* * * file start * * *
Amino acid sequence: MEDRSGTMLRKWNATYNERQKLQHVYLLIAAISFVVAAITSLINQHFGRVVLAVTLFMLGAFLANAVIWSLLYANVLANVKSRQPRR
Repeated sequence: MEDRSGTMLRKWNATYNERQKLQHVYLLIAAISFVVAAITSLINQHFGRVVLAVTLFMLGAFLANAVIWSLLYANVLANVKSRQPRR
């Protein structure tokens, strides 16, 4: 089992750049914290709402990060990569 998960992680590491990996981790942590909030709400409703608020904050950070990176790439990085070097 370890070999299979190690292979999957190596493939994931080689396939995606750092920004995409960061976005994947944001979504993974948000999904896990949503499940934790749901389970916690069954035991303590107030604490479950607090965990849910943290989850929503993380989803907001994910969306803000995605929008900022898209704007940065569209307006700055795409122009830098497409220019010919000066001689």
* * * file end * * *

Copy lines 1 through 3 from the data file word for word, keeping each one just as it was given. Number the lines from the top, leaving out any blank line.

Amino acid sequence: MEDRSGTMLRKWNATYNERQKLQHVYLLIAAISFVVAAITSLINQHFGRVVLAVTLFMLGAFLANAVIWSLLYANVLANVKSRQPRR
Repeated sequence: MEDRSGTMLRKWNATYNERQKLQHVYLLIAAISFVVAAITSLINQHFGRVVLAVTLFMLGAFLANAVIWSLLYANVLANVKSRQPRR
């Protein structure tokens, strides 16, 4: 089992750049914290709402990060990569 998960992680590491990996981790942590909030709400409703608020904050950070990176790439990085070097 370890070999299979190690292979999957190596493939994931080689396939995606750092920004995409960061976005994947944001979504993974948000999904896990949503499940934790749901389970916690069954035991303590107030604490479950607090965990849910943290989850929503993380989803907001994910969306803000995605929008900022898209704007940065569209307006700055795409122009830098497409220019010919000066001689």